Despite what I accept in moments of weakness is the importance to Canada of the US presidential elections, like many Canadians I am getting more than a little bored by the incessant and microscopic analysis of the campaign. Most of the world recognizes that the US has an inflated sense of self-worth. The preoccupation with the minutiae of each step and misstep of the candidates and with the sometimes mind-numbing policy disputes just confirms for some of us that the nation suffers from a not-yet-pathological case of narcissism.
So, it is good to be reminded that whether we like it or not what happens in the US profoundly adjusts the texture and substance of our world. The latest of issue of Hill & Knowlton's online magazine Ampersand (disclosure . . . I am an executive with the consultancy) does just this. Three short related pieces from Canada, Europe and China answer the question Does the US Election Matter? Here is a directional excerpt from each:
Gordon Ritchie, chair of public affairs, H&K Canada and one of the principal architects of the Canada-US free trade agreement, on the posturing of the candidates on dumping NAFTA:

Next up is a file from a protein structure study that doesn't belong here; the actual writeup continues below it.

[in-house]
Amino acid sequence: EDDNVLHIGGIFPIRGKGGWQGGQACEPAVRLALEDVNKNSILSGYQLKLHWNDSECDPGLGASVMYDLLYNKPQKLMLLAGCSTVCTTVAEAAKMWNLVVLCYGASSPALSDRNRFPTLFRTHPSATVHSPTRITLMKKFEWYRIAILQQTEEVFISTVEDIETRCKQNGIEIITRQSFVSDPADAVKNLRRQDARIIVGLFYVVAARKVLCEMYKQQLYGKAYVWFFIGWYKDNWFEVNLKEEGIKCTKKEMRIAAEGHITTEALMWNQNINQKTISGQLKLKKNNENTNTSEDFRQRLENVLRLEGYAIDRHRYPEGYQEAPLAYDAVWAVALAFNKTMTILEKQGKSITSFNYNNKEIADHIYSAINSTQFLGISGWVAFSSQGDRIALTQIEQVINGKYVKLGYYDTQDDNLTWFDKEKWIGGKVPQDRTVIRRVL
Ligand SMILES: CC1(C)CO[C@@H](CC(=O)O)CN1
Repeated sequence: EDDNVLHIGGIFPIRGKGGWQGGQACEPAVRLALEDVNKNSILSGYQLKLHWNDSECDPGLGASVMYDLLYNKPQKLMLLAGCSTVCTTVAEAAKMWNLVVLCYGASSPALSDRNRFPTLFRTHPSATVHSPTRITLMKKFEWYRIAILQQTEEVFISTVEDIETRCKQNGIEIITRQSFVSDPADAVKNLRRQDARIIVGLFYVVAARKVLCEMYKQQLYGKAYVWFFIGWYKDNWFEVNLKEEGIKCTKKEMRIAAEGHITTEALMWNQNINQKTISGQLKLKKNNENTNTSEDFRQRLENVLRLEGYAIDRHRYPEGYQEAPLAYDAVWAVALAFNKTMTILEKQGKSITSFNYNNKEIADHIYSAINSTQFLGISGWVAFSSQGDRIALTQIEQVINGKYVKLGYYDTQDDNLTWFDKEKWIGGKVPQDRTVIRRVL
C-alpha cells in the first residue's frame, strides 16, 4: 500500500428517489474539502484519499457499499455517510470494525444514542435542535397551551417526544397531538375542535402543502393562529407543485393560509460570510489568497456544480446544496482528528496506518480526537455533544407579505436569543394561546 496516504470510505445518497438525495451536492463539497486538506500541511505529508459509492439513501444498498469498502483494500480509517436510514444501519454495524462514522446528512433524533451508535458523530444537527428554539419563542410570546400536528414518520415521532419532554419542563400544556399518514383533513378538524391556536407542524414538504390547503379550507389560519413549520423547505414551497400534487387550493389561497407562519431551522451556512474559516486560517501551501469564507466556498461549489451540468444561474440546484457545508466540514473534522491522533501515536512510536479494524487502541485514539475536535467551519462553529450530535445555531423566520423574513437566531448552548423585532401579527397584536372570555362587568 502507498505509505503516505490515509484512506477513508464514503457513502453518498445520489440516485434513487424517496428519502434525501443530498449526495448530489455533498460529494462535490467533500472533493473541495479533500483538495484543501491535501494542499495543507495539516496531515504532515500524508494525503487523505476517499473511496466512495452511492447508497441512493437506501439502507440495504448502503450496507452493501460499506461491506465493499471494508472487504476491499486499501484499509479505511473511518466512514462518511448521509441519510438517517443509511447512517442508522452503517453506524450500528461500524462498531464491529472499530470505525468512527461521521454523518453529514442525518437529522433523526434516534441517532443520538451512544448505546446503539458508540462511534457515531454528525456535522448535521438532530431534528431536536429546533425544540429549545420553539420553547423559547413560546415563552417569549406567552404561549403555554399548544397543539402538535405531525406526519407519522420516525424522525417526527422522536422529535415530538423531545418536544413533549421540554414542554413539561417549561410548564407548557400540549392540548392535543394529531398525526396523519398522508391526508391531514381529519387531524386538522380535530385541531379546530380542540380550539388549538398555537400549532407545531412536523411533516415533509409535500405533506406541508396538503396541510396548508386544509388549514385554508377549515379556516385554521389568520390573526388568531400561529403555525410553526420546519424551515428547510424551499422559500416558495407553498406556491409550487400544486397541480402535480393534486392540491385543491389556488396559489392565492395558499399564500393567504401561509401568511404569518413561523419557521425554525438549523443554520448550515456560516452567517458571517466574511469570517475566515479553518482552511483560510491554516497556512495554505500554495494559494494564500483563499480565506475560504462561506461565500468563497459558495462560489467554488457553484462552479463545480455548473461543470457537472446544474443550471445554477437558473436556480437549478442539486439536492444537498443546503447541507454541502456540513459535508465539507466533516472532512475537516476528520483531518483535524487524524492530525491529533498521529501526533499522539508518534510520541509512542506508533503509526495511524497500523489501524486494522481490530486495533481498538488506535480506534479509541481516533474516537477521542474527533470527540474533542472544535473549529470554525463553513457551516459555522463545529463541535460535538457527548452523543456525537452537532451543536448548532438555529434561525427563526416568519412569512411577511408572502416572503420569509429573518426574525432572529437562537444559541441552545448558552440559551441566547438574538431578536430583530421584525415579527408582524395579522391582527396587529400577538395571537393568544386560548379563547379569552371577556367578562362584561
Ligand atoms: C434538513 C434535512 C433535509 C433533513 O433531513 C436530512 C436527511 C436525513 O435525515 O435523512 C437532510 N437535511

"The fundamental reality is that, even before NAFTA, the United States benefited enormously from its free trade arrangement with Canada. Americans would have nothing to gain and much to lose from putting the agreement at risk for short-term political gain. That would be stupid and none of the candidates is that."
Philippe Blanchard, head of public affairs for H&K EU on the downside of protectionism:
"With the emerging markets pressuring European industry, protectionist views may resonate in the coming years, and a modest uptick in US protectionism would provide just the political cover many EU politicians would like to support their own protectionist tendencies. Furthermore, Europe’s leadership on environmental issues will accommodate itself to a US president who favors the inclusion of environmental concerns in trade agreements."
James B. Heimowitz, president & CEO, H&K North Asia, with a remark that sheds some light on the Chinese reaction to protests over the Olympics:
"Beijing does not want the outside world involved in its domestic affairs. This simple sentence synthesizes so much. Its primary objective for the US Election is to see politicians who will respect this."
I guess some degree of national narcissism in the US is to be expected!